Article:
British Columbia Supreme Court rules on reasonable notice when an employee is terminated before their first day of work
In Buchanan v. Introjunction Ltd., 2017 BCSC 1002, the Court considered a case where the employer terminated the plaintiff's employment before he commenced work. The Court rejected employer’s argument that the probation period clause applied to limit its liability to provide notice of termination of employment. Despite the contractual termination provisions in the employment agreement, the Court awarded the plaintiff common law reasonable notice. It is important that employers take note of the legal principles in this case if they plan to retract an offer of employment.
On October 16, 2017, Colton Buchanan accepted an offer of employment from Introjunction and signed a contract of employment. Expecting to commence work on November 1, 2016, Mr. Buchanan quit his existing job. Unfortunately, after he quit, on October 29, 2016, Introjunction’s CEO informed Mr. Buchanan that the offer of employment was being retracted. Mr. Buchanan commenced an action for wrongful dismissal, seeking four months’ pay in lieu of notice of termination of his employment.
Probationary Period Clause
It is well-established that where an employee is terminated before they start work, they are entitled to reasonable notice or payment in lieu of notice (see, for example, DeGagne v. City of Williams Lake, 2015 BCSC 816). However, Introjunction argued that this principle did not apply because Mr. Buchanan’s employment contract contained a three-month probationary period, and it could rely on the probation provision in the circumstances. The Court disagreed, finding that: (i) the probation period expressly commenced on November 1st; and (ii) even if the probation provision did apply, it required the employer assess the suitability of the employee for the role during the probation period prior to terminating the employee’s employment. As Introjunction had terminated Mr. Buchanan’s employment before he started work, the probation period was not engaged and suitability could not have been a factor in the decision to terminate his employment.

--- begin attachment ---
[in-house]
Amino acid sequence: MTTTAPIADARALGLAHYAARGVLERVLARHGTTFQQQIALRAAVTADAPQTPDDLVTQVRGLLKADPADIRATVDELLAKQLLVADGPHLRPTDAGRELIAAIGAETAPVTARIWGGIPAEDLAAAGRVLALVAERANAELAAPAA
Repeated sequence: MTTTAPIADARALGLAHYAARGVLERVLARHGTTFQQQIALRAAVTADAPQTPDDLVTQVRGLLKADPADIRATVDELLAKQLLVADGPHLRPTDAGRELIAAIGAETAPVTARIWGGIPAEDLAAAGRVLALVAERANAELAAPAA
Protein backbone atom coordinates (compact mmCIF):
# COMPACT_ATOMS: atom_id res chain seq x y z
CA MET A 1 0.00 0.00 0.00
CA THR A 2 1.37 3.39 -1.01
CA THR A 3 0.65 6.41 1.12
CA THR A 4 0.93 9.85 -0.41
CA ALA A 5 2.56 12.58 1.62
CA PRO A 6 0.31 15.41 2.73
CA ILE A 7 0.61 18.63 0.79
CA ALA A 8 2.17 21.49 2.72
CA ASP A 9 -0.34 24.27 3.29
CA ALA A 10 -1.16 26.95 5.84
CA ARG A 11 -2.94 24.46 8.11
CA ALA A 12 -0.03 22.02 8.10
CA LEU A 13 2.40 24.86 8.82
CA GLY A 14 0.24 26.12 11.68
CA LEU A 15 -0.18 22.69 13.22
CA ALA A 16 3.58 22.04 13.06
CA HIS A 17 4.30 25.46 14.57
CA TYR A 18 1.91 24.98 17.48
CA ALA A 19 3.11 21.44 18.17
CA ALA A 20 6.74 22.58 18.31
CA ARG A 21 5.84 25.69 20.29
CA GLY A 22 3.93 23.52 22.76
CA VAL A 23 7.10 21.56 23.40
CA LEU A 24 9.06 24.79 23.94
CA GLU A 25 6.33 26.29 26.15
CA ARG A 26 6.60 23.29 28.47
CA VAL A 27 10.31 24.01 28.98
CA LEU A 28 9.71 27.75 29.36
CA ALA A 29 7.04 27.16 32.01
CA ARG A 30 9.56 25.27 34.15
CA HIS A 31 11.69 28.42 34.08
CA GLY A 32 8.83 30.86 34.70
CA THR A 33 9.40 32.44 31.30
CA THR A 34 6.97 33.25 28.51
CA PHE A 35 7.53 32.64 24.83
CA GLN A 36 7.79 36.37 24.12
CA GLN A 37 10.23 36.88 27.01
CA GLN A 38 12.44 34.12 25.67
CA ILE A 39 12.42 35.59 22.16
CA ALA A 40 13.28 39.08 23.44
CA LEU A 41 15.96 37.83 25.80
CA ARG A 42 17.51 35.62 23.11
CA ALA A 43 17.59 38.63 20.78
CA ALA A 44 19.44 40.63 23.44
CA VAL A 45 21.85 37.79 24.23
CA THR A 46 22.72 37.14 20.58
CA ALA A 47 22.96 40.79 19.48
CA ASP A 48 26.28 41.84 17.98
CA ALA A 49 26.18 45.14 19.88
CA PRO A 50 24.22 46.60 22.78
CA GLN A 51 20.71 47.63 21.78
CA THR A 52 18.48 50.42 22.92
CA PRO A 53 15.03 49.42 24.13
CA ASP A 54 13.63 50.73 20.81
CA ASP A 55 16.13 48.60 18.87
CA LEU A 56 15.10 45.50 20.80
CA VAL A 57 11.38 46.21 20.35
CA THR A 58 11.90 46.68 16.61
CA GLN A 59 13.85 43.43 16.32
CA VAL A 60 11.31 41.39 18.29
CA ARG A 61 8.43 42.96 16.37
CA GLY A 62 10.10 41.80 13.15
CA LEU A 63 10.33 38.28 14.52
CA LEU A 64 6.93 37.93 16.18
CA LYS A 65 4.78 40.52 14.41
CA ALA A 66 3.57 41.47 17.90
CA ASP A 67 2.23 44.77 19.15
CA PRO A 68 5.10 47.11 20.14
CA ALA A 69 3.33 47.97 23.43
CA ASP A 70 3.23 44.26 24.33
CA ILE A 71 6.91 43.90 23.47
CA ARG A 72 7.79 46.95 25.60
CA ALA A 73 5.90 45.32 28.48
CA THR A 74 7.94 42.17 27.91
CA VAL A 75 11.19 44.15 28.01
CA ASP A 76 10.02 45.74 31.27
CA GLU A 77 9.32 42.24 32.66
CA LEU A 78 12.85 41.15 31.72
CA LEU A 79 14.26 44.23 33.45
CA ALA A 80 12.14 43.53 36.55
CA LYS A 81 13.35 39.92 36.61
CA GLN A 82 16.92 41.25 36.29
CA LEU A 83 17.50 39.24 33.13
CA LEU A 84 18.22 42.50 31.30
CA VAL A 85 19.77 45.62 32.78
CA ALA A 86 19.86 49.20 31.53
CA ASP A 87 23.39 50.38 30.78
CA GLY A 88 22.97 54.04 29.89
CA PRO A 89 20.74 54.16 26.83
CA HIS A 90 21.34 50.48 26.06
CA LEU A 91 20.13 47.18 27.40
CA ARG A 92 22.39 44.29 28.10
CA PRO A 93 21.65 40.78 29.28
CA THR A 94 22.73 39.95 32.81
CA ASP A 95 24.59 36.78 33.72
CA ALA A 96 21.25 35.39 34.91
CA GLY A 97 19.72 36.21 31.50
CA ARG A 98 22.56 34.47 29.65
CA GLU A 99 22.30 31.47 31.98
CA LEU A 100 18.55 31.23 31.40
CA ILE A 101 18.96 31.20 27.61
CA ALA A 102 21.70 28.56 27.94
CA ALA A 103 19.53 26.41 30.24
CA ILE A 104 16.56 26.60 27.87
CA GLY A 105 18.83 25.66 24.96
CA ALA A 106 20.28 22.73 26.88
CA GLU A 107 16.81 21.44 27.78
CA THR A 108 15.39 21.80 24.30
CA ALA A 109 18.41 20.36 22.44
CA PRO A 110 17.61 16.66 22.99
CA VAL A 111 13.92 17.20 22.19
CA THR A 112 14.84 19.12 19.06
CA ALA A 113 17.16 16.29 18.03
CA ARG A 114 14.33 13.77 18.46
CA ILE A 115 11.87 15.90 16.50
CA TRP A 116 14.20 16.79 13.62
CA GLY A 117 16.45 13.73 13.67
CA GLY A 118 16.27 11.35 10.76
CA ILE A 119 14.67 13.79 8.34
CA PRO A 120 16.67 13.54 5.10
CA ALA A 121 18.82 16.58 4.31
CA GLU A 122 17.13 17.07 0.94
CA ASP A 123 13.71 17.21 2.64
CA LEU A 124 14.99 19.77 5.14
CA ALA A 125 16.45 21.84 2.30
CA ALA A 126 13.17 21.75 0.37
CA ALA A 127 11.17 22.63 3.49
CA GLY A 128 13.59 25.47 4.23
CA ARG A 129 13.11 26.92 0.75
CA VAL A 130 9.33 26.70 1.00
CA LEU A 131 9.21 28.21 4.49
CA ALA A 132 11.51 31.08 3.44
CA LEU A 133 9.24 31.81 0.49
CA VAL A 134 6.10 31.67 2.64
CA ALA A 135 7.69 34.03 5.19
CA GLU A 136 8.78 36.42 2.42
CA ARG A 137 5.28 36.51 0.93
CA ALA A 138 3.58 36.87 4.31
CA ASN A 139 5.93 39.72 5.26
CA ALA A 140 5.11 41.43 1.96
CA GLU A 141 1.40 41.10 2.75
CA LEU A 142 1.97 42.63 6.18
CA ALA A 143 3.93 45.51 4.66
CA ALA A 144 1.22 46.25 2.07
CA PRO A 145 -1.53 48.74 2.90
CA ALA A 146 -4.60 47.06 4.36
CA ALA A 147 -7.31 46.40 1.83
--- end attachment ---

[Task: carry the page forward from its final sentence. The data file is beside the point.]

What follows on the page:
The Court also found that Introjunction’s conduct demonstrated a clear intention to not honour the employment contract when it retracted the offer of employment before he commenced his employment (it is important to this finding that Mr. Buchanan had already accepted the offer). As a result, Introjunction’s “retraction” of the employment offer amounted to a repudiation of the contract and an anticipatory breach. Accordingly, having repudiated the contract, Introjunction could not rely on any provision in the contract, and it was thus subject to the common law obligation to provide reasonable notice of termination of the contract of employment.
Ultimately, the Court found that Introjunction wrongfully dismissed Mr. Buchanan from his employment and awarded him six weeks’ pay in lieu of notice.
This result is an important reminder to employers about the potential risks of rescinding an offer of employment after it is accepted, and that caution should be exercised when terminating an employment agreement in such circumstances. Even with no service, and employee may attract a reasonable notice award. In this case it was six weeks, but considering the courts analyze a number of factors in assessing reasonable notice, other cases could involve even longer notice awards. These risks can be mitigated by including carefully drafted contractual termination provisions. Please contact us if you would like further information.